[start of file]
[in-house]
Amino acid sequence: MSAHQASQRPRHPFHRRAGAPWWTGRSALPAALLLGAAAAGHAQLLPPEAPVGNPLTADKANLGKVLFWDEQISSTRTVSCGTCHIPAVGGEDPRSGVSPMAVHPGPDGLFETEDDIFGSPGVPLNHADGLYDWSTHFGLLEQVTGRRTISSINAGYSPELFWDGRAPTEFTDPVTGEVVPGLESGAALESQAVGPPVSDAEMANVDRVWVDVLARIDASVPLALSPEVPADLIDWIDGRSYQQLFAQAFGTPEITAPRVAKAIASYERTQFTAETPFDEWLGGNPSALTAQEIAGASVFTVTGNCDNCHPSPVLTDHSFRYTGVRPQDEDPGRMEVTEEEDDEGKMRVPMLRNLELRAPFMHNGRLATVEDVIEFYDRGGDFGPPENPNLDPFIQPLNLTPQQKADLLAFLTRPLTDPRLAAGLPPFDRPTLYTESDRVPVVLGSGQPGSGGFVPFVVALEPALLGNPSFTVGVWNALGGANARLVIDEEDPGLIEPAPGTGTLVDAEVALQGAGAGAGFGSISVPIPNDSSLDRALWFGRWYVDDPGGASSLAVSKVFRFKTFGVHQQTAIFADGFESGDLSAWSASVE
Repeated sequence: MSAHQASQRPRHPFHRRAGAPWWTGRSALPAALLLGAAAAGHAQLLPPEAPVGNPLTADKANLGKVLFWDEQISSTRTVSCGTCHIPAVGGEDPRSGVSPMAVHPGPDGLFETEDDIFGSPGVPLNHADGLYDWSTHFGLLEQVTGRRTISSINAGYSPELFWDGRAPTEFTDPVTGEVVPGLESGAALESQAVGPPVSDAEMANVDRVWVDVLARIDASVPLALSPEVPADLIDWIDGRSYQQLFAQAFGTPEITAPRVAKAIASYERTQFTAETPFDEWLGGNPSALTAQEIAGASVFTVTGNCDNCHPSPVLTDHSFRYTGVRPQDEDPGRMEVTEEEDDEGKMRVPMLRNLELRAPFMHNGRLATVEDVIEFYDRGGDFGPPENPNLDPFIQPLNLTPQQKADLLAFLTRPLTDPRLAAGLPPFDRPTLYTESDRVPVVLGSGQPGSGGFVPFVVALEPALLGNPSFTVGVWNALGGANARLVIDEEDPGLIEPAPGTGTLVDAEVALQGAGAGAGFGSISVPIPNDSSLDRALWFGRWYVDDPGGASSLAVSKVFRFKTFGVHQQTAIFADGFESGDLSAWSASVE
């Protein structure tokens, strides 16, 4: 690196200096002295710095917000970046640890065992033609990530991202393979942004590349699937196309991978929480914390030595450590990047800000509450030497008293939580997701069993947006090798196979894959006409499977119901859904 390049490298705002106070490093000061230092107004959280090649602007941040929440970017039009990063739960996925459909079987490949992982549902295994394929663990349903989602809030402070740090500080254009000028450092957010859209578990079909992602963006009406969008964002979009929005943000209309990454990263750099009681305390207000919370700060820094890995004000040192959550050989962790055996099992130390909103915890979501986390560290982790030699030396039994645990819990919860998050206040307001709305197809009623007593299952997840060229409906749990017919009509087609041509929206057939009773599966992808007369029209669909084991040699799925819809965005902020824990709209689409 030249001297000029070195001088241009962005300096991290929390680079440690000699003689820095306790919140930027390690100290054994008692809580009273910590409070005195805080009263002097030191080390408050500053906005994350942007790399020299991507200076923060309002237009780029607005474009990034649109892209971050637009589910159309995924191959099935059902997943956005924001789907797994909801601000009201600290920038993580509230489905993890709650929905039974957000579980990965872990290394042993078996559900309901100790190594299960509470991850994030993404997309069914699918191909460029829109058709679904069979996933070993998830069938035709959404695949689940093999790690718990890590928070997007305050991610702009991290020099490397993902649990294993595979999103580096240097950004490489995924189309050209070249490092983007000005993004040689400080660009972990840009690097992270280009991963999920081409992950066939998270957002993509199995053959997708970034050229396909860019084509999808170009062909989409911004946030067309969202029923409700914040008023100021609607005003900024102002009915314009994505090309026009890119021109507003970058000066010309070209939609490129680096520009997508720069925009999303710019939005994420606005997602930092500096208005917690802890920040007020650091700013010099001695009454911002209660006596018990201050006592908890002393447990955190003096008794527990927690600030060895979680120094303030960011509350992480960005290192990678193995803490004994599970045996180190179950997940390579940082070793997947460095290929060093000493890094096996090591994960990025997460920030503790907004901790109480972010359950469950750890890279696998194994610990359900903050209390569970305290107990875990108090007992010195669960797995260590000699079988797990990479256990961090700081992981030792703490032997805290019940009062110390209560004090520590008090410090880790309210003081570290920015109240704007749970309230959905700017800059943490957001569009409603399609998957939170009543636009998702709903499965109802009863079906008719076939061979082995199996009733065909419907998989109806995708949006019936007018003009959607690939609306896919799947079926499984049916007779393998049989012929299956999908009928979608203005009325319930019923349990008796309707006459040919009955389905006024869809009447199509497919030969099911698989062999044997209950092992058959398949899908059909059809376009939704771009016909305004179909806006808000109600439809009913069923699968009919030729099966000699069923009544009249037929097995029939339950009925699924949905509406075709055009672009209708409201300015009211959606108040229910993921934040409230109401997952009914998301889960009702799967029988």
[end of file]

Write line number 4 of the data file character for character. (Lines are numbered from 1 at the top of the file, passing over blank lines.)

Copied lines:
């Protein structure tokens, strides 16, 4: 690196200096002295710095917000970046640890065992033609990530991202393979942004590349699937196309991978929480914390030595450590990047800000509450030497008293939580997701069993947006090798196979894959006409499977119901859904 390049490298705002106070490093000061230092107004959280090649602007941040929440970017039009990063739960996925459909079987490949992982549902295994394929663990349903989602809030402070740090500080254009000028450092957010859209578990079909992602963006009406969008964002979009929005943000209309990454990263750099009681305390207000919370700060820094890995004000040192959550050989962790055996099992130390909103915890979501986390560290982790030699030396039994645990819990919860998050206040307001709305197809009623007593299952997840060229409906749990017919009509087609041509929206057939009773599966992808007369029209669909084991040699799925819809965005902020824990709209689409 030249001297000029070195001088241009962005300096991290929390680079440690000699003689820095306790919140930027390690100290054994008692809580009273910590409070005195805080009263002097030191080390408050500053906005994350942007790399020299991507200076923060309002237009780029607005474009990034649109892209971050637009589910159309995924191959099935059902997943956005924001789907797994909801601000009201600290920038993580509230489905993890709650929905039974957000579980990965872990290394042993078996559900309901100790190594299960509470991850994030993404997309069914699918191909460029829109058709679904069979996933070993998830069938035709959404695949689940093999790690718990890590928070997007305050991610702009991290020099490397993902649990294993595979999103580096240097950004490489995924189309050209070249490092983007000005993004040689400080660009972990840009690097992270280009991963999920081409992950066939998270957002993509199995053959997708970034050229396909860019084509999808170009062909989409911004946030067309969202029923409700914040008023100021609607005003900024102002009915314009994505090309026009890119021109507003970058000066010309070209939609490129680096520009997508720069925009999303710019939005994420606005997602930092500096208005917690802890920040007020650091700013010099001695009454911002209660006596018990201050006592908890002393447990955190003096008794527990927690600030060895979680120094303030960011509350992480960005290192990678193995803490004994599970045996180190179950997940390579940082070793997947460095290929060093000493890094096996090591994960990025997460920030503790907004901790109480972010359950469950750890890279696998194994610990359900903050209390569970305290107990875990108090007992010195669960797995260590000699079988797990990479256990961090700081992981030792703490032997805290019940009062110390209560004090520590008090410090880790309210003081570290920015109240704007749970309230959905700017800059943490957001569009409603399609998957939170009543636009998702709903499965109802009863079906008719076939061979082995199996009733065909419907998989109806995708949006019936007018003009959607690939609306896919799947079926499984049916007779393998049989012929299956999908009928979608203005009325319930019923349990008796309707006459040919009955389905006024869809009447199509497919030969099911698989062999044997209950092992058959398949899908059909059809376009939704771009016909305004179909806006808000109600439809009913069923699968009919030729099966000699069923009544009249037929097995029939339950009925699924949905509406075709055009672009209708409201300015009211959606108040229910993921934040409230109401997952009914998301889960009702799967029988």